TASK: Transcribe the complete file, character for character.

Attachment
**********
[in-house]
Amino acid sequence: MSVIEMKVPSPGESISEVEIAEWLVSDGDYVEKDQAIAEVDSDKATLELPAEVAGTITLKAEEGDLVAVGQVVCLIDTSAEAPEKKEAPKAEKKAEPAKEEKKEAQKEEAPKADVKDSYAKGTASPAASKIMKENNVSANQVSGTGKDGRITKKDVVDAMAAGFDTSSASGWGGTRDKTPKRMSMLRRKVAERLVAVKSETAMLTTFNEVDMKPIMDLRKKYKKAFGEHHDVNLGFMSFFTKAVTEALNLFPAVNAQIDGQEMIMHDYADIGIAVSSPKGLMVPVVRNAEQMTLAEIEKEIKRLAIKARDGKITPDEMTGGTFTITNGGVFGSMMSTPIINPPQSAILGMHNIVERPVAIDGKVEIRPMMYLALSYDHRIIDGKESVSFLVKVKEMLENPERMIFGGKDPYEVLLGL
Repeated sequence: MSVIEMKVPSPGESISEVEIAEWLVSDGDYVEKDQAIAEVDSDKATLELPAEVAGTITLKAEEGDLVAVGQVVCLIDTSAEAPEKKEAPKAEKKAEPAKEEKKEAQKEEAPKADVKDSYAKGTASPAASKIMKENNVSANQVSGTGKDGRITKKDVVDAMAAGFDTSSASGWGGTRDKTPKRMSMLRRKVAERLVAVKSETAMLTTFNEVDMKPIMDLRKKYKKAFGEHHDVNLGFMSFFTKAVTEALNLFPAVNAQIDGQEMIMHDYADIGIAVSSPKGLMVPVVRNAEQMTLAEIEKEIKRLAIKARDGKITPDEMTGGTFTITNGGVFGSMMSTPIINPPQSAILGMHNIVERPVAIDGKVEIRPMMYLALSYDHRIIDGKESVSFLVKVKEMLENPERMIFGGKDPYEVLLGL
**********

[in-house]
Amino acid sequence: MSVIEMKVPSPGESISEVEIAEWLVSDGDYVEKDQAIAEVDSDKATLELPAEVAGTITLKAEEGDLVAVGQVVCLIDTSAEAPEKKEAPKAEKKAEPAKEEKKEAQKEEAPKADVKDSYAKGTASPAASKIMKENNVSANQVSGTGKDGRITKKDVVDAMAAGFDTSSASGWGGTRDKTPKRMSMLRRKVAERLVAVKSETAMLTTFNEVDMKPIMDLRKKYKKAFGEHHDVNLGFMSFFTKAVTEALNLFPAVNAQIDGQEMIMHDYADIGIAVSSPKGLMVPVVRNAEQMTLAEIEKEIKRLAIKARDGKITPDEMTGGTFTITNGGVFGSMMSTPIINPPQSAILGMHNIVERPVAIDGKVEIRPMMYLALSYDHRIIDGKESVSFLVKVKEMLENPERMIFGGKDPYEVLLGL
Repeated sequence: MSVIEMKVPSPGESISEVEIAEWLVSDGDYVEKDQAIAEVDSDKATLELPAEVAGTITLKAEEGDLVAVGQVVCLIDTSAEAPEKKEAPKAEKKAEPAKEEKKEAQKEEAPKADVKDSYAKGTASPAASKIMKENNVSANQVSGTGKDGRITKKDVVDAMAAGFDTSSASGWGGTRDKTPKRMSMLRRKVAERLVAVKSETAMLTTFNEVDMKPIMDLRKKYKKAFGEHHDVNLGFMSFFTKAVTEALNLFPAVNAQIDGQEMIMHDYADIGIAVSSPKGLMVPVVRNAEQMTLAEIEKEIKRLAIKARDGKITPDEMTGGTFTITNGGVFGSMMSTPIINPPQSAILGMHNIVERPVAIDGKVEIRPMMYLALSYDHRIIDGKESVSFLVKVKEMLENPERMIFGGKDPYEVLLGL